SAN FRANCISCO/BEIJING (Reuters) - Qualcomm Inc QCOM.O has agreed to pay China a fine of $975 million, the largest in the country's corporate history, ending a 14-month government investigation into anti-competitive practices.
The deal also requires Qualcomm to lower its royalty rates on patents used in China, likely helping Chinese smartphone makers like Xiaomi Technology Co Ltd [XTC.UL] and Huawei Technologies Co Ltd [HWT.UL]. It removes a major source of concern among Qualcomm investors, sending shares of the U.S. chipmaker up 1.6 percent to $68.18 in after-hours trading.
China’s expanding high-speed 4G network is driving demand for smartphones with leading-edge technology, but Qualcomm’s opportunities have been clouded by the antitrust investigation, which has also contributed to troubles collecting royalty payments from device makers.
Qualcomm said in a statement on Monday it would not contest the China’s National Development and Reform Commission’s (NDRC) finding that Qualcomm violated an antitrust law.
Asked whether the resolution in China could affect the outcome of ongoing antitrust probes into Qualcomm in Europe and the United States, Qualcomm President Derek Aberle said, “We fully respect their authority, but we don’t believe it’s likely that other agencies will necessarily meet similar conclusions.”The U.S. chipmaker also cut its full-year earnings estimate because of the fine, which Qualcomm said would cost it about 58 cents per share, but it raised the lower end of its revenue forecast slightly.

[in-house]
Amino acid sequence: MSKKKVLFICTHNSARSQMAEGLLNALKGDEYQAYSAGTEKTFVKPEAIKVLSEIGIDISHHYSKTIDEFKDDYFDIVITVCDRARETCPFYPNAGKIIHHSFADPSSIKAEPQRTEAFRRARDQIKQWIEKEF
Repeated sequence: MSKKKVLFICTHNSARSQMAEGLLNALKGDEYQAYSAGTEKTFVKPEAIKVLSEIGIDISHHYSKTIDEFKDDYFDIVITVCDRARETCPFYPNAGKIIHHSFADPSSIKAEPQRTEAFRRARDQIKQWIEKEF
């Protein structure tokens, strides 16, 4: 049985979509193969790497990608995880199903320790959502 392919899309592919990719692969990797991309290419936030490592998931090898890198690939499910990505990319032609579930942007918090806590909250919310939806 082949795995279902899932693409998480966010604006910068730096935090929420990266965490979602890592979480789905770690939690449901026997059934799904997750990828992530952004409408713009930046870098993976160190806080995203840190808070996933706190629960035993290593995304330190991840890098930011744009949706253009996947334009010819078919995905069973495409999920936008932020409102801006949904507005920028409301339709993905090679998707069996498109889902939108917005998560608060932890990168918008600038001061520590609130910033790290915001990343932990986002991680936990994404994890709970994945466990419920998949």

“It removes a significant source of uncertainly from our business and really positions our licensing group to really participate in the full growth of the wireless market in China,” Qualcomm Chief Executive Officer Steve Mollenkopf told Reuters in a phone interview. “It’s something we’re happy is over.”
Discussions in Beijing over one of the most contentious cases under China’s 2008 anti-monopoly law had intensified in recent weeks, culminating in meetings between Qualcomm senior executives and the NDRC on Friday.
Under the terms of the agreement, Qualcomm will offer licenses to its current 3G and 4G essential Chinese patents - widely used by Chinese device makers - separately from other patents.
For companies opting for the new agreement, which applies to phones sold for use in China, Qualcomm will calculate royalties based on 65 percent of the selling price of phones, instead of on the whole price.
Some on Wall Street have speculated that even limited concessions made to Qualcomm’s licensing business in China could affect the technology company’s licensing deals in other countries.
“That’s the first time I’ve ever seen them in writing agree to that and it begs the question of why 65 percent is the right number in China and it’s not the right number everywhere,” said Bernstein analyst Stacy Rasgon.
As a result of the fine, Qualcomm said it now expects full-year earnings per share of between $3.56 and $3.76 for fiscal 2015, compared with its prior forecast of $4.04 to $4.34.
It raised its fiscal 2015 revenue forecast to a range of $26.3 billion to $28 billion, slightly raising the lower end of its last forecast of $26 billion to $28 billion.
Excluding the cost of the fine and other one-time items, Qualcomm forecast earnings of $4.85 to $5.05 per share, raising the lower end of its previous forecast of $4.75 to $5.05. On that basis, analysts had expected $4.96 per share, on average, according to Thomson Reuters I/B/E/S.
Qualcomm is just one of several overseas companies, including Microsoft Corp MSFT.O, that have come under investigation in China for allegedly anti-competitive practices.
Reporting by Matthew Miller in Beijing and Noel Randewich in San Francisco; Additional reporting by Bill Rigby in Seattle; Editing by Lisa Shumaker
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